“See, to a man whose only tool is a hammer, every problem looks like a nail.

“And I promise you: if the problem is ‘not selling enough art’, the solution is not going to be ‘make more art’.”

Another look around the table… I had their undivided attention.

“So I want to put down a question for you all to consider:

“What if, instead of working on an art project, we stick our heads together and work to create something that actually helps us sell our art?

“What if we create a sort of guerrilla marketing team, and use social media to create buzz and get views on our work?”

Nods of agreement.

“Good”, I said.

“But, this is only going to work if each of us agrees to commit.

“They say success is 90% just showing up.

“And we’ll have to do the work as well.

“So does everyone here agree to show up and do the work?”

Yesses all around the table.

“Good. Then we are, as of now, officially…”

I paused for effect, drawing out the moment. (What? Don’t I get to have a bit of fun too?)

“In business!

“My work here is done”.

Laughter, cheers, the ‘tink’ of glasses.

A very good and productive meeting, all agreed.

This was last night, and I’m just so thrilled that my friends saw sense in it and that they agree.

So we’re launching a Facebook page for our Artist Network Alpujarra, and we’re going to be selling our work, you bet.

Here’s the takeaway, in case you missed it:

Never ever stop creating art.

But don’t use the art itself as the only tool to get the art sold.

Aren’t you a creator, a maker of things?

Then use your creativity to create marketing and sales.

It really isn’t rocket surgery.

All it takes is showing up and doing the work.

Add learning, persistence and patience, and you too can build your own audience and your own sales.

And if you want to add personal guidance and coaching, you know where to find me.

Here, for example, if you want a complementary 30-minute coaching session: http://martinstellar.com/art-business-coaching/

Cheers,

Martin

Whatever It Is You Make, What You’re Selling Is Not Art

Whoa there partner – I’m not saying that what you make isn’t art.

What I mean is that what the person buys, the thing people take home, is more and bigger than the work of art itself.

Sure, people see the thing, want it, and pay for it.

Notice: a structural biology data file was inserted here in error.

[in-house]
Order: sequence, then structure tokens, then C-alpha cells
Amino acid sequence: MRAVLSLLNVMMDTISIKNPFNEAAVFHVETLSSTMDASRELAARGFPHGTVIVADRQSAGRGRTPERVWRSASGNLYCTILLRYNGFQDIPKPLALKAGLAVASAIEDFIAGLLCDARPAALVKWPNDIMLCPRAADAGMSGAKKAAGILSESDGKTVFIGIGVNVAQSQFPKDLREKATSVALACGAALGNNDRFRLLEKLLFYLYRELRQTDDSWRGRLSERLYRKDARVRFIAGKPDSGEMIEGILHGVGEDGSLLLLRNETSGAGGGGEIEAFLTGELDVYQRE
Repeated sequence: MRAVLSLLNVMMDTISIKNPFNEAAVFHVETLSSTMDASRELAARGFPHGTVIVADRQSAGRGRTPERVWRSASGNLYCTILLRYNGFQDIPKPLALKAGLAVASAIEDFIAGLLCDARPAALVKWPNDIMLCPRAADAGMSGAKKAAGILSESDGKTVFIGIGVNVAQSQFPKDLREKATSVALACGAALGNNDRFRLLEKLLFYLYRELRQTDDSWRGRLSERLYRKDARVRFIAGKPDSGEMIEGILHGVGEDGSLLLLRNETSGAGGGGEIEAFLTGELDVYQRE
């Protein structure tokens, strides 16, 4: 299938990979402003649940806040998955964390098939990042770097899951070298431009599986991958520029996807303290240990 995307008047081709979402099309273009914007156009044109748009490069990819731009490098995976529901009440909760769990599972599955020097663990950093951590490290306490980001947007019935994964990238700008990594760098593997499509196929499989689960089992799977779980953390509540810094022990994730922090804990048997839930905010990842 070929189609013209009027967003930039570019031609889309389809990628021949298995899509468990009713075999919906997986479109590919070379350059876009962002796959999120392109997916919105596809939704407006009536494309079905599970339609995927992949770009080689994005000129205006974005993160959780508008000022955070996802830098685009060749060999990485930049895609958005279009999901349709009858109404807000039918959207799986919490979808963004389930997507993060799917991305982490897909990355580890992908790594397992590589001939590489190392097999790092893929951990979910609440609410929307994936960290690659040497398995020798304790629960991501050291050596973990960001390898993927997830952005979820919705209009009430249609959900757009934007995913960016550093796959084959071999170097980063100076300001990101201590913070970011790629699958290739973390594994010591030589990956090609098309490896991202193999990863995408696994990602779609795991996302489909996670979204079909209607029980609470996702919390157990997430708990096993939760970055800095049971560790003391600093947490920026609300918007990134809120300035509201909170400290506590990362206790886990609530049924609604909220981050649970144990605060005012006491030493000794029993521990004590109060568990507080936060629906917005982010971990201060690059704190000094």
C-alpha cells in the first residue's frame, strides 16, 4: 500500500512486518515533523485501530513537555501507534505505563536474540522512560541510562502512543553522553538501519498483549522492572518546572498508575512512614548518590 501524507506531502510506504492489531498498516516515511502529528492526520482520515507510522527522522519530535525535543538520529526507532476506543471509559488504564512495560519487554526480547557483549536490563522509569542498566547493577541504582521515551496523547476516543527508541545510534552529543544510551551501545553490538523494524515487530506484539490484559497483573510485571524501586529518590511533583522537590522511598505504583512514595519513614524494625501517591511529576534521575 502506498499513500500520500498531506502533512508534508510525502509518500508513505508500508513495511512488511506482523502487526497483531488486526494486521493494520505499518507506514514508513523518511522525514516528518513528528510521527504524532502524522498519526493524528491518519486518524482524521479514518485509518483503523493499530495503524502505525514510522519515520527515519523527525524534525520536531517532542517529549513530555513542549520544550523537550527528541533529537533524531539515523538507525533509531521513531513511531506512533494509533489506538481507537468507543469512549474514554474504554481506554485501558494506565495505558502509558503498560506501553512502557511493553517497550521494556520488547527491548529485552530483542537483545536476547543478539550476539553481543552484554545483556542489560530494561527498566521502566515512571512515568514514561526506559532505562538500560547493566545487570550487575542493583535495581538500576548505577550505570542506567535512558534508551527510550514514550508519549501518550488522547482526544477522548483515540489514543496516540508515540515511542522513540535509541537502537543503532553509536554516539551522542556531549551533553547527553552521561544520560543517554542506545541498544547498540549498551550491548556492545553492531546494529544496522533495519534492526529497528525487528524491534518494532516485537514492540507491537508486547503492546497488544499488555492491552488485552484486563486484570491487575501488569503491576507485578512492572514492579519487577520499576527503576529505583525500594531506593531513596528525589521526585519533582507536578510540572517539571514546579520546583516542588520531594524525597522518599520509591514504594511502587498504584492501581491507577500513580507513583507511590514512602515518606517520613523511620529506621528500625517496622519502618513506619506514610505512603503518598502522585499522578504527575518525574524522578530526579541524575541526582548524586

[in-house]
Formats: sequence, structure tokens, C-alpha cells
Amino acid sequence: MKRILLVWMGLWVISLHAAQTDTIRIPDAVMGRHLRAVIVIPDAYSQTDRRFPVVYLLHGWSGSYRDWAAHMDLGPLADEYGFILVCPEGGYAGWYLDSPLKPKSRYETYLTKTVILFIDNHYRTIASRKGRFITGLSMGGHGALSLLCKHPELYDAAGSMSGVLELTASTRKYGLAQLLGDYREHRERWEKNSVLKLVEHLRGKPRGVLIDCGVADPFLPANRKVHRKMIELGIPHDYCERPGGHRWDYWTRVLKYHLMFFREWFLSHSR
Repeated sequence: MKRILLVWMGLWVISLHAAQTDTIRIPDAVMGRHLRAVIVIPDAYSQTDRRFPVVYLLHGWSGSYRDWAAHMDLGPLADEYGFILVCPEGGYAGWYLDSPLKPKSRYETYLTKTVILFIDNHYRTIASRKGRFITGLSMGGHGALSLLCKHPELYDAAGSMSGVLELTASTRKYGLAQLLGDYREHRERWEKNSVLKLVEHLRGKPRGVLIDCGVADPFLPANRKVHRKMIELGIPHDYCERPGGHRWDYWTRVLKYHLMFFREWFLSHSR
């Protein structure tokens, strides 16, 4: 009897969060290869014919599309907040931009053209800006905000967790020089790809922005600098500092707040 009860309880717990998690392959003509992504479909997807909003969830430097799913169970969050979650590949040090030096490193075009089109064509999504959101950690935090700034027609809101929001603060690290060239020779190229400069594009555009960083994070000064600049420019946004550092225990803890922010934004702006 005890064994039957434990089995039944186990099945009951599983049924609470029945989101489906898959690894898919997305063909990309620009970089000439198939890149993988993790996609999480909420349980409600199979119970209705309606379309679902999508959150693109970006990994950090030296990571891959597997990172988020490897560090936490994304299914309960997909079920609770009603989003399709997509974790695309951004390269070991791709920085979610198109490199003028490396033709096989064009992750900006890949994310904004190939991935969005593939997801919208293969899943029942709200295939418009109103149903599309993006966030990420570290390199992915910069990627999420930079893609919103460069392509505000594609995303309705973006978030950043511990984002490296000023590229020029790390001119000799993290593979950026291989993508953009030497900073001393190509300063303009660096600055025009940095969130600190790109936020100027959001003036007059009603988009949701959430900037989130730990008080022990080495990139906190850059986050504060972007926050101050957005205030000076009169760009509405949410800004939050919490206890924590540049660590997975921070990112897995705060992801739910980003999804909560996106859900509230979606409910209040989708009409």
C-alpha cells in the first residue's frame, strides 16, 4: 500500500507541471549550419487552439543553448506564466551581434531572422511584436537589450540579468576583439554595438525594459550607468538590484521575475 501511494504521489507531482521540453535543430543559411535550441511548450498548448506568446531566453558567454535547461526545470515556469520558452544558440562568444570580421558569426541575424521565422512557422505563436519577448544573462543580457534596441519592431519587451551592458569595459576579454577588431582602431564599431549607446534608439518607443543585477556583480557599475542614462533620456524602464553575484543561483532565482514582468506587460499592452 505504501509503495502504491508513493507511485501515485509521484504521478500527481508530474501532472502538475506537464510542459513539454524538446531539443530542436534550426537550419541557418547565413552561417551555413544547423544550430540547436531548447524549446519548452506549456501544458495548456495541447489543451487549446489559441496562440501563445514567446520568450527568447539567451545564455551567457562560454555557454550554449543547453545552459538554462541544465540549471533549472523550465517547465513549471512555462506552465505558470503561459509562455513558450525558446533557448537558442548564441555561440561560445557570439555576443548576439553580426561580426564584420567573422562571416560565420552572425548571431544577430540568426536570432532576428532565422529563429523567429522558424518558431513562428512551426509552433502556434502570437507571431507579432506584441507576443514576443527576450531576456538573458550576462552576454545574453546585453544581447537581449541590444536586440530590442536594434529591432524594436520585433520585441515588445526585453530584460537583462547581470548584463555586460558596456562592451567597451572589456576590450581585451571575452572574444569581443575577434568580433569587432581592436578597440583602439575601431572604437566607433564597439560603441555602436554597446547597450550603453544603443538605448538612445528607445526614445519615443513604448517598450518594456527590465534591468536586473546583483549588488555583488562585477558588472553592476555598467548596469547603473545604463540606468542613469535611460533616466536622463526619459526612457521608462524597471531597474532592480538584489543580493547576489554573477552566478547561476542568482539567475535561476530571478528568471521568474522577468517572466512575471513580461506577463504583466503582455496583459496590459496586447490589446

But what they actually buy goes beyond the object or the book or the song:

People buy art because of the experience it gives them.

We watch movies, look at paintings, admire architecture, because of what it does to us.

Art in all its forms is a state-changer: you expose yourself to it, and things happen to you on the inside.

It can uplift, inspire, cause reminiscence, insight, well-being, enjoyment, joy, happiness, it can alleviate pain or even stimulate a healing process.

Art does things to you, and it’s those things that are the hidden reason that people buy your work.

The piece itself is nothing more than a manifestation, a vehicle for that other person to have an experience.

And until you fully internalise how true this is, it’s going to be difficult to connect with the right people.

Think of it like this:

Stephen King in his terrific book ‘On Writing’ tells us that writing is telepathy.

I see in my mind’s eye a bunny, in a meadow, eating a daffodil.

(Do bunnies eat daffodils? No idea, doesn’t matter. Moving on).

I write these words, you read them, and in your mind’s eye appears…

A bunny, in a meadow, eating a daffodil.

Boom. Telepathy.

I project an idea, and it shows up in your mind.

Art does the same thing, in its own way.

You have an idea, a vision, a concept or feeling or purpose.

You create something tangible, that another can experience, and when the viewer or listener gets exposed to it, something happens in them.

They change, their state is influenced.

And, again, that is the reason people buy art.

Never forget this.

It’s the one thing that will help you grow your audience, improve your communications, and help you towards more sales at higher prices.

Incidentally, it’s also a terrific fix for the starving artist lie:

When your focus is on transforming people, even in small ways, and not about getting money for the object itself, you realise that your creating art is an act of service.

And that being more visible and selling more of it means you’re serving more people with your art.

Never sell the art.

Sell the experience, the effect, the change.

That is what people buy.

So how do you do that?

“Hey, want to buy some inspiration? I wrapped it in this here sculpture”.

I don’t recommend it, they’ll think you’re nuts.

Instead, show your audience the effect of your art.

Describe what buyers have said, or use testimonials.

Tell stories about what moves and motivates you.

Explain what your vision is, and why you want to serve your audience with the art you make.

Talk about your hero’s journey, take people on an adventure.

Show, don’t tell: show them what it’s like to own your work.

Video blogging?

Live streaming?

Email marketing?

All valid options.

And if you want to use email and you want me to train you to write fast and very engagingly, here’s where you can enlist my help:

Go here next –> http://martinstellar.com/starship-mentorprise-writing-coach/

Cheers,

Martin

Is Fear of Rejection Holding You Back? Try This Painless Strategy…

A reader writes in, telling me about a foe most all of us know far too well:

The fear of rejection.

It’s what’s stopping her from taking action.

And before you think that Martin is immune to that fear: I’m not.

I too have fears and insecurities, and yes: I too stop myself from taking action because I’m afraid I’ll get rejected.